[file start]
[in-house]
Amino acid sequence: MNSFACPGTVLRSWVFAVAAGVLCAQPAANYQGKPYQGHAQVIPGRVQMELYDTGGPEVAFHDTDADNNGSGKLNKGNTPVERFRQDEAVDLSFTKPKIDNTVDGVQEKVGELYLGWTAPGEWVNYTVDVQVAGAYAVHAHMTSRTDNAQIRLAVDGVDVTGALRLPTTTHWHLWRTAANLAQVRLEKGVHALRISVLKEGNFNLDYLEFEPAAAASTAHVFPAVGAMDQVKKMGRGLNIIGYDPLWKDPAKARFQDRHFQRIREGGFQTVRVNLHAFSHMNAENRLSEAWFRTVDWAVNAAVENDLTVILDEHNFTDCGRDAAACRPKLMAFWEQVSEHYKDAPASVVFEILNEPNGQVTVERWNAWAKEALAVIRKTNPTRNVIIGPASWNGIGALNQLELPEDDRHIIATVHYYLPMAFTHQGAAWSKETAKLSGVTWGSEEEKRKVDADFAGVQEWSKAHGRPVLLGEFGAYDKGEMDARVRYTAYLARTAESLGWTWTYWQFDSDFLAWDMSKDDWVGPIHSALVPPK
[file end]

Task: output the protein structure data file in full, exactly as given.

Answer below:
[in-house]
Amino acid sequence: MNSFACPGTVLRSWVFAVAAGVLCAQPAANYQGKPYQGHAQVIPGRVQMELYDTGGPEVAFHDTDADNNGSGKLNKGNTPVERFRQDEAVDLSFTKPKIDNTVDGVQEKVGELYLGWTAPGEWVNYTVDVQVAGAYAVHAHMTSRTDNAQIRLAVDGVDVTGALRLPTTTHWHLWRTAANLAQVRLEKGVHALRISVLKEGNFNLDYLEFEPAAAASTAHVFPAVGAMDQVKKMGRGLNIIGYDPLWKDPAKARFQDRHFQRIREGGFQTVRVNLHAFSHMNAENRLSEAWFRTVDWAVNAAVENDLTVILDEHNFTDCGRDAAACRPKLMAFWEQVSEHYKDAPASVVFEILNEPNGQVTVERWNAWAKEALAVIRKTNPTRNVIIGPASWNGIGALNQLELPEDDRHIIATVHYYLPMAFTHQGAAWSKETAKLSGVTWGSEEEKRKVDADFAGVQEWSKAHGRPVLLGEFGAYDKGEMDARVRYTAYLARTAESLGWTWTYWQFDSDFLAWDMSKDDWVGPIHSALVPPK